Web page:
Physics as inverse graphics model

Stronger inductive biases for deep learning

Standard architectures for neural networks have numerous problems with interpretability, flexibility and generalisation. I believe that this is in large part due to a lack of stronger inductive biases in models and architectures, and have recently been pushing (see my job talk at Monash) to include stronger biases in deep learning models.

Switching controller front-ends

For example, by embedding known controllers in a model, in addition to knowledge of a switching structure, we gain better performance in settings where hybrid control is required, along with greater interpretability.

M Burke, Y Hristov, S Ramamoorthy, Switching Density Networks for Hybrid System Identification,  Conference on Robot Learning (CoRL) 2019. (arxiv link)

Relational representations

Similarly, by autoencoding with light supervision, we can ground perception networks in symbolic concepts that align with natural language for greater interpretability, while allowing for planning and symbolic reasoning.

Y Hristov, D Angelov, M Burke, Alex Lascarides, S Ramamoorthy, Disentangled Relational Representations for Explaining and Learning from Demonstration,  Conference on Robot Learning (CoRL) 2019. (arxiv link)

Video to physical parameters

The same idea can allow for parameter estimation from video, and the incorporation of physical dynamics into a model.

M Asenov, M Burke, D Angelov, T Davchev, K Subr, S Ramamoorthy, Vid2Param: Modelling of Dynamics Parameters from Video, Robotics and Automation Letters (RA-L) (arxiv link).

Integrated physics

The approaches above inject constraints through training, but for generalisation, we may need even stronger priors built into models. Our work on physics-as-inverse graphics does this by including differentiable physical equations in the model, and exhibits much stronger extrapolation performance.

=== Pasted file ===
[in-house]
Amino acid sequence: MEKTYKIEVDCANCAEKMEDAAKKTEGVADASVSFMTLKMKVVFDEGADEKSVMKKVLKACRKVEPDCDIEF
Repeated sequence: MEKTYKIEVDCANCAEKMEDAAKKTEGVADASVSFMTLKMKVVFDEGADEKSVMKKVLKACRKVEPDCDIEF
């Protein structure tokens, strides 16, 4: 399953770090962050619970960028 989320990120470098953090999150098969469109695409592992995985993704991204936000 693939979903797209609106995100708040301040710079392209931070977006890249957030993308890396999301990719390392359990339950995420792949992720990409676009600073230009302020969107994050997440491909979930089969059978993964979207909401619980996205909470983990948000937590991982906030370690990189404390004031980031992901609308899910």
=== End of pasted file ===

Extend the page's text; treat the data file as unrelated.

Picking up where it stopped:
M Jacques, M Burke, T Hospedales, Physics-as-Inverse-Graphics: Unsupervised Physical Parameter Estimation from Video, International Conference on Learning Representations (ICLR 2020) (open review link)


True sequence

Physics as Inverse Graphics

Physics as Inverse Graphics

Interaction networks, inverse graphics



Inducing explainable robot programs

End-to-end learning is able to solve a wide range of control problems in robotics. Unfortunately, these systems lack interpretability and are difficult to reconfigure if there is a minor task change. For example, a robot inspecting a range of objects needs to be retrained if the order of inspection changes.

We address this by inducing a program from an end-to-end model using a generative model consisting of multiple proportional controllers. Inference under this model is challenging, so we use sensitivity analysis to extract controller goals and gains from the original model. The inferred controller trace (a sequence of controller goal states) is then simplified and controller specific grounding networks trained to predict controller goals for visual inputs, producing an interpretable and reconfigurable program describing the original learned behaviour.

Michael Burke, Svetlin Penkov, Subramanian Ramamoorthy, From explanation to synthesis: Compositional program induction for learning from demonstrationRobotics: Science and Systems (R:SS), 2019. arXiv link

Pose estimation for human-robot interaction